High-density linkage maps facilitate not only the understanding of genome structure and comparative genomic studies, but also quantitative trait loci (QTL) mapping and the construction of partial linkage maps around target loci to develop markers for marker-assisted selection (MAS). MAS is an effective method for accelerating the screening of target genes using tightly-linked molecular markers. Effective MAS for QTLs or specific genes has been reported in crops such as barley , rice  and tomato . However, it is difficult to employ MAS in conifers, primarily because their genomes are very big and complex and are largely uncharacterized. Indeed, very few DNA markers linked to major genes have been reported in conifers; the only ones of note are some dominant markers linked to a major dominant resistance gene in Pinus lambertiana [4, 5], P. monticola , P. taeda , and P. thunbergii [8, 9].
Sugi (Cryptomeria japonica D. Don) is an allogamous, diploid, wind-pollinated conifer species with a haploid chromosome number (n) of 11 (2n = 22). Using flow cytometry, the DNA content of its haploid cells was estimated to be 11.045 pg/C , which corresponds to a haploid genome size of 10.8 Gb as calculated using the following expression: genome size (bp) = 0.978 × 109 × DNA content (pg) . C. japonica is frequently used for commercial afforestation in Japan, and about 45% of all the man-made forests of Japan are composed of this species. However, since the 1970s, the incidence of C. japonica pollinosis in Japan has risen in line with the increasing number of man-made C. japonica forests . Today, C. japonica pollinosis is a serious social problem in Japan, affecting almost 20% of the population. In 1992, a genetically male-sterile C. japonica tree whose sterility is determined by a major recessive gene (ms1) was found in Toyama prefecture [13, 14]; this gene is expected play an important role in breeding for reduced pollen dispersal. Since the discovery of this male-sterile individual, considerable effort has been expended on characterizing male sterility in C. japonica, identifying male-sterile and plus-trees, creating artificial crosses between male-sterile and plus-trees, and propagating male-sterile trees . Male-sterile trees are currently identified by direct inspection of the male strobili using a magnifying glass or a microscope. Conversely, plus-trees that are heterozygous for ms1 have been identified by examining segregation data for the progeny arising from artificial crosses; such trees provide important breeding material for seed production while avoiding the problems associated with inbreeding depression. However, these methods are very time-, labour-, and space-intensive; as such, it would be extremely useful to develop a MAS-based method for selecting trees carrying the male-fertile gene.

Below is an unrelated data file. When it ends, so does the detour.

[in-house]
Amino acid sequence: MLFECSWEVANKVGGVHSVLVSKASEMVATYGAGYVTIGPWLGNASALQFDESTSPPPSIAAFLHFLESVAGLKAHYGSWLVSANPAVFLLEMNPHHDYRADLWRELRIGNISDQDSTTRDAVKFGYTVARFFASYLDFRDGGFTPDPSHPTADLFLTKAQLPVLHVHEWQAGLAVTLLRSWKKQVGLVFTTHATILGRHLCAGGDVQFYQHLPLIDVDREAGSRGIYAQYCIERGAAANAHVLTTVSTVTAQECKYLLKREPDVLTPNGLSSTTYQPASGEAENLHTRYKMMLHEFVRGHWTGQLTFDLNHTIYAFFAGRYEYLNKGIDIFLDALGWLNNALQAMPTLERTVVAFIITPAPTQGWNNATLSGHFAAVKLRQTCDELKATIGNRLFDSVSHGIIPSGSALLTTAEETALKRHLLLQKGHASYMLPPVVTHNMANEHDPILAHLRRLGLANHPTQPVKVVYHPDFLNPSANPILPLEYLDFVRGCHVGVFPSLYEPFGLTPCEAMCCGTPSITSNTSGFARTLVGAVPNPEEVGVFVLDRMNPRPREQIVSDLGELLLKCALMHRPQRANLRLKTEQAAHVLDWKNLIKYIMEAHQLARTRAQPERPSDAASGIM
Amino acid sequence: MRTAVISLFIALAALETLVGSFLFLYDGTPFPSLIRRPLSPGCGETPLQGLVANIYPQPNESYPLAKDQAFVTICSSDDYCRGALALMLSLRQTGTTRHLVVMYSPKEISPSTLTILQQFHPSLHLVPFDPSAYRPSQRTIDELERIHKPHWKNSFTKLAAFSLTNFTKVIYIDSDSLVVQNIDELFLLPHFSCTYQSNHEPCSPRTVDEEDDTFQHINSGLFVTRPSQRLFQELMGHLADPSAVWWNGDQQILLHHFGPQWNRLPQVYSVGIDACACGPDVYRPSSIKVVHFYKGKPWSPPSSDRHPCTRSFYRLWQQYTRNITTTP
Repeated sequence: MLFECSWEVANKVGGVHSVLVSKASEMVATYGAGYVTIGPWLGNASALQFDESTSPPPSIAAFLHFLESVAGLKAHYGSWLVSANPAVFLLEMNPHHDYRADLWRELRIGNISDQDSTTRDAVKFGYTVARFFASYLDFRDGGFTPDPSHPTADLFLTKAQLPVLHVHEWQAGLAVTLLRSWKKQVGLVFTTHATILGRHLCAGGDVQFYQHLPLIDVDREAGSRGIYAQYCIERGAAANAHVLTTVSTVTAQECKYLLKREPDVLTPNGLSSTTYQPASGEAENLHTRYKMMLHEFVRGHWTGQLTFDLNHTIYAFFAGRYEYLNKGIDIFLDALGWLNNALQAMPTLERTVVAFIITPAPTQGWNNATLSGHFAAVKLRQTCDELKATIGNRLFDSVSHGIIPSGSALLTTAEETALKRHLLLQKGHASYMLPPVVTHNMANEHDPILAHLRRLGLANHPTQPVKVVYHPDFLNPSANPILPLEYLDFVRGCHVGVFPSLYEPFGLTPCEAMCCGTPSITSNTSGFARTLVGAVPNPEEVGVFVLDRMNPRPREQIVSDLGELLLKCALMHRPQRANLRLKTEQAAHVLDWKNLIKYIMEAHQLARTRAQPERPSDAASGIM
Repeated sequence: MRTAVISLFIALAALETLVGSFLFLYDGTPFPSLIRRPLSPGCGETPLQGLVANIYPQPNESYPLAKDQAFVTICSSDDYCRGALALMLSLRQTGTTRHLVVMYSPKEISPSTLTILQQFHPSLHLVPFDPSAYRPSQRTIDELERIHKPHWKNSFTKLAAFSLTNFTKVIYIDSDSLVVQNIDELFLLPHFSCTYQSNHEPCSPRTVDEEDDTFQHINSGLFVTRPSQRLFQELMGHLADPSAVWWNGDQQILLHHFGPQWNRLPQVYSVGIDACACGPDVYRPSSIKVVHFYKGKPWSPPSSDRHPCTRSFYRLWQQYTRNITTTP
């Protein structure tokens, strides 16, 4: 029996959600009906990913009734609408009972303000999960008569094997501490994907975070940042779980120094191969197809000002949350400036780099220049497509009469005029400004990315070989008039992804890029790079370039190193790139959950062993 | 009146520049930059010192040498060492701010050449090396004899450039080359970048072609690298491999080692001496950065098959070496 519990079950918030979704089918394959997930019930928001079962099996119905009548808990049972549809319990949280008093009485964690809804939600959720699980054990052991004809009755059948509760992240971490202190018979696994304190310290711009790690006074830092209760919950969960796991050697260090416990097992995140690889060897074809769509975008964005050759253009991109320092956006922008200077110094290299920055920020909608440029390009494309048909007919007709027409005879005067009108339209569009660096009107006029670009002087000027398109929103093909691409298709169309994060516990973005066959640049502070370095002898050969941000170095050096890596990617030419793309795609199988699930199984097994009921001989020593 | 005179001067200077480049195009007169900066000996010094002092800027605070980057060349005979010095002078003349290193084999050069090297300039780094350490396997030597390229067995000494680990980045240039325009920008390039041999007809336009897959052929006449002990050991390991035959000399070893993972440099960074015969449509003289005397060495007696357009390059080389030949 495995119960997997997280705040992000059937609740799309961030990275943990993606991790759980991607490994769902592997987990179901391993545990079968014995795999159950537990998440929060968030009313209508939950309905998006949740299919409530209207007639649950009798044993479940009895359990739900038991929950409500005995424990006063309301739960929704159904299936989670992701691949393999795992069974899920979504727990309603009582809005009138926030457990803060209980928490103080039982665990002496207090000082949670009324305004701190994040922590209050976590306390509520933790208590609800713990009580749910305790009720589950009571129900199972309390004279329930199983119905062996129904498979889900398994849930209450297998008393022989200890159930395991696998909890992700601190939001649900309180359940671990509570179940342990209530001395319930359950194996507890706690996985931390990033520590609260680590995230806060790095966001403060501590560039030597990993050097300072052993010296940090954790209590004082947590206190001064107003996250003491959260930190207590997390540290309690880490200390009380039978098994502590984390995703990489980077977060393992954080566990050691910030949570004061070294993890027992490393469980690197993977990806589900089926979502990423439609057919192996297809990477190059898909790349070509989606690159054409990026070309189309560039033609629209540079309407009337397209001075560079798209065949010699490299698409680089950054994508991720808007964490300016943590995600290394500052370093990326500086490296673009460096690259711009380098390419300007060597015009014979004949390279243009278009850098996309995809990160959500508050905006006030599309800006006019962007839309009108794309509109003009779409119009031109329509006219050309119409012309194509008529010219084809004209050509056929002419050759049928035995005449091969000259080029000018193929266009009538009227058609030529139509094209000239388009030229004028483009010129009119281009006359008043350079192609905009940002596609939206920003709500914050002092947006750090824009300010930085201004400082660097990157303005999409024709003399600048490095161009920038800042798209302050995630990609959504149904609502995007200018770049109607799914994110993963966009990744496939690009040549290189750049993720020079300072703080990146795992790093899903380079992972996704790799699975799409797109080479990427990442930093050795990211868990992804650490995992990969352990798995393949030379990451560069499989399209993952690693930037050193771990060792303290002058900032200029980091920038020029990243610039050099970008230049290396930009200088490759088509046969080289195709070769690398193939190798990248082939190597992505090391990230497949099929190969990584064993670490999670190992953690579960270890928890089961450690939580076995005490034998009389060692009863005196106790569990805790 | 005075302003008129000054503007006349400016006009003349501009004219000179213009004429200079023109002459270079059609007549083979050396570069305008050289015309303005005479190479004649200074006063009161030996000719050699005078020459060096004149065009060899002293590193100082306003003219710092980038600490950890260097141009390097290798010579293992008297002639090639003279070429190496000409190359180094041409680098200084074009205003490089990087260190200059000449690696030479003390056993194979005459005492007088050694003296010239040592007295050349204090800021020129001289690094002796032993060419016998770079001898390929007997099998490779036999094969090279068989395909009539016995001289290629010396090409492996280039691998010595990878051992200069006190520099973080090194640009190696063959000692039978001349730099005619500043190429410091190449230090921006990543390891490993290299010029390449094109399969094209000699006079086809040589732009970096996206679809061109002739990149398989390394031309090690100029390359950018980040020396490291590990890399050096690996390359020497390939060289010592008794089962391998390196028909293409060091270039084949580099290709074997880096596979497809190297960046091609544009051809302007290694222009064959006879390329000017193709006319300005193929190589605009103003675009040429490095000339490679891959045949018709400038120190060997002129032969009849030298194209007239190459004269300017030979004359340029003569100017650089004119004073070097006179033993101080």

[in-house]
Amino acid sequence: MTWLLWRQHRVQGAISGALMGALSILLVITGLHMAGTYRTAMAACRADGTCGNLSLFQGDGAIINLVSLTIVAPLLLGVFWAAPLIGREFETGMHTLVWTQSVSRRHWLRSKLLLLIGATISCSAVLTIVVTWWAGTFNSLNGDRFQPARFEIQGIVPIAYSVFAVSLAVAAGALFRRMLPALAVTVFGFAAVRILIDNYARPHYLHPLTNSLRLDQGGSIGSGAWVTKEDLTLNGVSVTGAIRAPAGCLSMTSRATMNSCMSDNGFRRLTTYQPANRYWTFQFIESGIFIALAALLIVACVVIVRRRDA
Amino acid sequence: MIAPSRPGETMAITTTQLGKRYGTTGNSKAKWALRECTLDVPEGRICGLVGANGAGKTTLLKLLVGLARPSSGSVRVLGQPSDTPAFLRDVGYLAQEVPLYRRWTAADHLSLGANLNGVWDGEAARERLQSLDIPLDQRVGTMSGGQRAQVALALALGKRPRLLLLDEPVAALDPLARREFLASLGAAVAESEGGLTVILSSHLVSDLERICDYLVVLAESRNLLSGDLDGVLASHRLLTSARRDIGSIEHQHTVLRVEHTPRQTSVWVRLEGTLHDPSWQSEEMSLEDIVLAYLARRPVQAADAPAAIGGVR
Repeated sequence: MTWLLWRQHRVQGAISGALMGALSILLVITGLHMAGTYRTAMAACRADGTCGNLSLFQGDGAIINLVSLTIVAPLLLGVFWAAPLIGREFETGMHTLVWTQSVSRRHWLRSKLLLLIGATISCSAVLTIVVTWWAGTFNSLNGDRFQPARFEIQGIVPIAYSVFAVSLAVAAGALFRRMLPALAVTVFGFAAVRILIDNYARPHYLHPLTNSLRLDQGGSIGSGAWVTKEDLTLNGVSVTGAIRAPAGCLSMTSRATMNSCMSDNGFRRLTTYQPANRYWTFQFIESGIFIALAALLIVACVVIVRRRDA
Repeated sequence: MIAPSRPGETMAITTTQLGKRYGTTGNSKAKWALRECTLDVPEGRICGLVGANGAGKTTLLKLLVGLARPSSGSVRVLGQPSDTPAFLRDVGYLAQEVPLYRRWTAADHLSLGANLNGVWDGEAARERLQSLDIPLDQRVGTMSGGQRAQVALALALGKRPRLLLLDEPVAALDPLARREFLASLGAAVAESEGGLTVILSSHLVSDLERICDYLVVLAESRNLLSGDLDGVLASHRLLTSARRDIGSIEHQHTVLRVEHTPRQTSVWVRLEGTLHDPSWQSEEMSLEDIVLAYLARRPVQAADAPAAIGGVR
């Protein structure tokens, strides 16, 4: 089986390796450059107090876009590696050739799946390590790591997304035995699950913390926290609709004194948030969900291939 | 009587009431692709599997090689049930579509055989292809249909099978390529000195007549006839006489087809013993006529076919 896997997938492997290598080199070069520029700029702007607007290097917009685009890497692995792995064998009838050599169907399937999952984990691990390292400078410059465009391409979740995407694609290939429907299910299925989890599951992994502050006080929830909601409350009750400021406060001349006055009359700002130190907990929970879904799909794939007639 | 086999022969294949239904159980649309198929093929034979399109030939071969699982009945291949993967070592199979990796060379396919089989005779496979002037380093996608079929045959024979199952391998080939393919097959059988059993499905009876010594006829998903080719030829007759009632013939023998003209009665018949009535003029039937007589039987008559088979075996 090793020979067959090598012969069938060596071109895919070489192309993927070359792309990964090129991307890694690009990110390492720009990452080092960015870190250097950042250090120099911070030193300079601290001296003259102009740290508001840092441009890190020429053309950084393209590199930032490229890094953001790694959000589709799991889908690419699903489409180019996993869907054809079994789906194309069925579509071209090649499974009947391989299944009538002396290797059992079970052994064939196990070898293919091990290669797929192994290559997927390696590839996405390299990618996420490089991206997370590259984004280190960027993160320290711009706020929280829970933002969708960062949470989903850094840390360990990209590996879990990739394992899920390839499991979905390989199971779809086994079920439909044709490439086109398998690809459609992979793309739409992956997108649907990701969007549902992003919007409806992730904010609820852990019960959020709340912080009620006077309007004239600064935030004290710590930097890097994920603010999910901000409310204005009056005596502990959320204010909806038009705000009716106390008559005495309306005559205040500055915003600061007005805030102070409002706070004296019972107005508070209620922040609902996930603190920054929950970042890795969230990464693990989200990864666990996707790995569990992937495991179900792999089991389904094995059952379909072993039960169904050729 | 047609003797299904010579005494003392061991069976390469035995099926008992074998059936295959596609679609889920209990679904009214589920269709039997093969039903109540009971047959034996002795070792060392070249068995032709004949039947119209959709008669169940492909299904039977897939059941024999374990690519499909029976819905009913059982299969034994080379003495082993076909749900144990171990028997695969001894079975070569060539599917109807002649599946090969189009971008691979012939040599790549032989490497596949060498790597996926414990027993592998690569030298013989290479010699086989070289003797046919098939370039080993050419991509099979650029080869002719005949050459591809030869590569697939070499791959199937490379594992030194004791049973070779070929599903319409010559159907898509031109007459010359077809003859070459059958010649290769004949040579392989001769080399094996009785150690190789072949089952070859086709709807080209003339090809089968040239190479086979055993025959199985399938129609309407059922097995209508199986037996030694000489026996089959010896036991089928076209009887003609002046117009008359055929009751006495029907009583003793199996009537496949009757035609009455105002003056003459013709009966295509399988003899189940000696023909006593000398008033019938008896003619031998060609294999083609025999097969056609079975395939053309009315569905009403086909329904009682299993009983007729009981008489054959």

A composite linkage map for C. japonica was constructed using data for two pedigrees, YI and KO . A total of 438 markers were assigned to 11 large linkage groups and some small or non-integrated linkage groups; the total observed map length was 1372.2 cM, and the average marker interval was 3.0 cM. In general, the most efficient way to study the linkage of a given target gene in a mapping population for which no linkage map is available is to start with a high-density linkage map.
In a recent study on spruces, it was found that the Golden Gate single nucleotide polymorphism (SNP) assay system developed by Illumina greatly facilitates the genetic mapping of species whose genomes have not been extensively studied . To design an SNP genotyping array, it is necessary to identify a large number of SNPs. In the case of C. japonica, a database of 55,543 expressed sequence tags (ESTs) has been constructed from cDNA libraries obtained from seedlings, inner bark, female strobili, male strobili, pollen, leaves, vegetative buds and heartwood; this database is freely-available on the internet (ForestGEN; http://forestgen.ffpri.affrc.go.jp/en/info_cj.html) [18–23]. A number of cDNA-based sequence-tagged site (STS) markers have been also identified using these ESTs [24–26]. A library of C. japonica SNPs suitable for use in a Golden Gate SNP array has been identified , and complements the existing C. japonica EST databases, which will also be useful in identifying candidate genes associated with male gametophyte development and male sterility on the basis of sequence similarity and microarray expression analysis.
This paper reports a study in which a high-density linkage map for C. japonica was constructed and the mapping population was subjected to the GoldenGate genotyping assay. Using information from the high-density linkage map, we mapped the ms1 gene and constructed a partial linkage map around the ms1 locus. This allowed us to identify SNP markers that are tightly linked to the ms1 gene for use in MAS. The paper also includes a discussion of the importance of high-density maps and MAS markers in tree breeding.